Like all the other supplements, Raven Guard characters are fleshed out with a full set of warlord traits to pick from, supplementing the trait they got in the main Marine codex (which is reprinted here). Remember when reading these that the Hero of the Chapter and Master of the Trifold Path exist, allowing you to either add a trait to an extra non-named character, or supplement your actual warlord’s first trait with an extra one.

  1. Shadowmaster – Repeated from the main codex. Enemy units cannot fire Overwatch at the warlord. Always an important thing to be able to access, but slightly diminished by it also being available as a psychic power. However, that’s often non-trivial to set up on units far from your main force, so if you’re planning to fire characters about with various tricks like Shadowstep this can be a good add, although it’s a shame it’s “instead” of something like Imperium’s Sword. Shrike gets this if he’s your warlord, and honestly that’s probably an argument against him being that. B
  2. Master of Ambush – At the start of first battle round, before the start of the first turn, select one friendly RAVEN GUARD INFANTRY unit on battlefield. Remove that unit and warlord from the battlefield, then set them up anywhere on the battlefield more than 9” from the enemy deployment zone and any enemy models. If both players have this ability, you roll off to determine who redeploys first. This is extremely good – effects like this have existed before (the original Raven Guard stratagem effectively let you do this pre-nerf) but we’ve not seen something as open ended as this for a while. Since the original great round of nerfs on this style of ability, most of these have either been tied to a specific unit or prohibited you from then charging.
    This has neither of those drawbacks, and the possibilities are thus considerable. Screens got you down? Surprise – six Aggressors are here, and they look mad. Opponent deployed some Knights right on the line? Here comes a Chaplain with six Assault Centurions to really ruin their day. Want to throw two smash Captains in your opponent’s face turn 1? Have a smash Captain with this bring his buddy, who is also a smash Captain, along for the ride. Want to do something incredibly stupid that won’t survive the two-week FAQ? Give this to a Land Raider Excelsior – the travel partner has to be INFANTRY but the user doesn’t, so you can bring a clown car of all your favourite characters and 6 Assault Centurions to run buck wild on your opponent’s army.
    Even just used sensibly this ability is exceptional and allows for some potent tricks, and good enough that detachments built around it could see play in soup armies. Do note too that there’s no requirement to deploy the user and the transported unit together, so if you just want to throw a unit and don’t want to commit the character you can just place them back in your lines. A+
  3. Swift and Deadly – Friendly RAVEN GUARD units within 6” of this warlord can charge even if they advanced this turn. Jump Pack units can already access this via the Strike from the Skies stratagem, but this opens it up to a wider audience. If you really want to pull off a horrendous alpha strike, comboing this with Master of Ambush to allow whatever you redeploy, plus any nearby Invictors, to advance and charge is going to make it very hard to avoid you, but at that point you’re putting a lot of eggs in the basket of going first. B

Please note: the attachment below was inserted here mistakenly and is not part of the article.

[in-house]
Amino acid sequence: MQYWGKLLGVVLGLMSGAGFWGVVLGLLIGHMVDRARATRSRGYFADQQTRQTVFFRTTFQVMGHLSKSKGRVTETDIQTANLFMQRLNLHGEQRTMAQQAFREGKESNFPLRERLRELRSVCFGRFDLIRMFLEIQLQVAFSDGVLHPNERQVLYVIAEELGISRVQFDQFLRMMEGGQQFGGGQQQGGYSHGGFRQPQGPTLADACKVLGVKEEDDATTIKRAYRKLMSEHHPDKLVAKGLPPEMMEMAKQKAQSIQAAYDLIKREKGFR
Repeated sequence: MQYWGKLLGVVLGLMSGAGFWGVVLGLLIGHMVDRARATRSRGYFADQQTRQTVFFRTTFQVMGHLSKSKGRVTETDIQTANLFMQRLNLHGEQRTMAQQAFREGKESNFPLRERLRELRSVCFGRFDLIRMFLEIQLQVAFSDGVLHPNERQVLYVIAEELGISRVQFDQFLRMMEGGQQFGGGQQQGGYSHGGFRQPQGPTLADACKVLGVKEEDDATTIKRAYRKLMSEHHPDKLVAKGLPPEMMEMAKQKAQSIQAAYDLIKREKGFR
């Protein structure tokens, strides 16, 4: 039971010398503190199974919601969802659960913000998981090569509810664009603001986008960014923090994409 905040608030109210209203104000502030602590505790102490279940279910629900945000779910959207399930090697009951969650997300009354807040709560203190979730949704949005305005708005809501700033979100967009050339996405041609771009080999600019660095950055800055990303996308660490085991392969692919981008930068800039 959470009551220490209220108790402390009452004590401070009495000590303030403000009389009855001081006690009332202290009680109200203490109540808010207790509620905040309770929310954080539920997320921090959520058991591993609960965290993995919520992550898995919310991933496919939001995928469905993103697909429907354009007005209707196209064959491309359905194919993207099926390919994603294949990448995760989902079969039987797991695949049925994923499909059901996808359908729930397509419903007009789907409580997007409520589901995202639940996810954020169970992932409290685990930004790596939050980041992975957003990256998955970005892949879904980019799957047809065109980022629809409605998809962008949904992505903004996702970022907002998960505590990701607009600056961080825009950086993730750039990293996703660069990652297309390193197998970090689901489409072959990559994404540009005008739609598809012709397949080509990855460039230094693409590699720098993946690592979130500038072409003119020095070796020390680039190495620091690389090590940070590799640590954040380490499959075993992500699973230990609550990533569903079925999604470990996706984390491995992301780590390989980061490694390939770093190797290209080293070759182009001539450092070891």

4. Master of Vigilance – When resolving an attack with a melee weapon made by this Warlord, an unmodified hit roll of 6 inflicts a mortal wound in addition to its normal damage. Because this is “unmodified” 6s, this isn’t going to outstrip either of the melee boost traits from the main Marine book most of the time – pick one of them (although we guess if you want something super smashtastic you could combo this with one of those). C
  5. Feigned Flight – When the warlord falls back, they can move across models and terrain as if they weren’t there.  In addition, they can shoot and charge in a turn in which they fall back. Deeply “meh” – you can already access most of this via a stratagem (or all if it if your warlord flies) and it’s far too situational to want to spend a trait on it. D 
  6. Echo of the Ravenspire – Once per battle, at end of the Movement phase, the warlord can vanish if they are more than 6” away from any enemy models. Remove the model from the battlefield and then at the end of your next Movement phase deploy the model anywhere more than 9” away from any enemy models. If the battle ends while the Warlord is off the battlefield, it’s counted as destroyed. Not really interested in this – Shadowstep achieves pretty much the same thing but without the whole “spent 1/6 of the game without use of one of your characters” thing. D

The Raven Guard’s warlord traits are slightly underwhelming overall – a lot of them are very clever or cool abilities, but they suffer from being highly situational and often being replicable via other means that need less commitment. However, Master of Ambush is a massive exception to this – it’s extraordinarily powerful and opens up a bunch of new strategies that are really only available to Raven Guard. While they did used to be able to replicate it waaay back when, the “top end” of what a powerful Marine INFANTRY unit can now do is vastly higher than it used to be, and buying into a full squad of something like Assault Centurions also represents a vastly smaller proportion of your points. Even the base case of “just” putting ten Veteran Intercessors in your opponent’s face T1 has its attractions, and the possibilities are soooo much bigger than that. Expect to see this one everywhere, and a few of the better among the others pop up here and there.